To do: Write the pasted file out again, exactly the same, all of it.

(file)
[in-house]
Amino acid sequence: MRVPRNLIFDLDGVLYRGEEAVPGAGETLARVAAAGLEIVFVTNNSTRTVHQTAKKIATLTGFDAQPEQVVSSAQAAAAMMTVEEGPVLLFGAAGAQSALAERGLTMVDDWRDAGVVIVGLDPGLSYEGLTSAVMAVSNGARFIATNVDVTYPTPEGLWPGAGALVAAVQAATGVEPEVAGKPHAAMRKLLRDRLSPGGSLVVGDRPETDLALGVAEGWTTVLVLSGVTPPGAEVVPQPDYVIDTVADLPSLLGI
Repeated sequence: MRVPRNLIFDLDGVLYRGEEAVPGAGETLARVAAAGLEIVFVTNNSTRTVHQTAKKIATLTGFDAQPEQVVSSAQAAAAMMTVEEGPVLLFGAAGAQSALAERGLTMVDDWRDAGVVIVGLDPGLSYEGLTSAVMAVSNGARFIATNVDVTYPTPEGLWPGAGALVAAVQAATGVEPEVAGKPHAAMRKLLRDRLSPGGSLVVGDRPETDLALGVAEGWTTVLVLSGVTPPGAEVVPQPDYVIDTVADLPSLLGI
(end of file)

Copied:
[in-house]
Amino acid sequence: MRVPRNLIFDLDGVLYRGEEAVPGAGETLARVAAAGLEIVFVTNNSTRTVHQTAKKIATLTGFDAQPEQVVSSAQAAAAMMTVEEGPVLLFGAAGAQSALAERGLTMVDDWRDAGVVIVGLDPGLSYEGLTSAVMAVSNGARFIATNVDVTYPTPEGLWPGAGALVAAVQAATGVEPEVAGKPHAAMRKLLRDRLSPGGSLVVGDRPETDLALGVAEGWTTVLVLSGVTPPGAEVVPQPDYVIDTVADLPSLLGI
Repeated sequence: MRVPRNLIFDLDGVLYRGEEAVPGAGETLARVAAAGLEIVFVTNNSTRTVHQTAKKIATLTGFDAQPEQVVSSAQAAAAMMTVEEGPVLLFGAAGAQSALAERGLTMVDDWRDAGVVIVGLDPGLSYEGLTSAVMAVSNGARFIATNVDVTYPTPEGLWPGAGALVAAVQAATGVEPEVAGKPHAAMRKLLRDRLSPGGSLVVGDRPETDLALGVAEGWTTVLVLSGVTPPGAEVVPQPDYVIDTVADLPSLLGI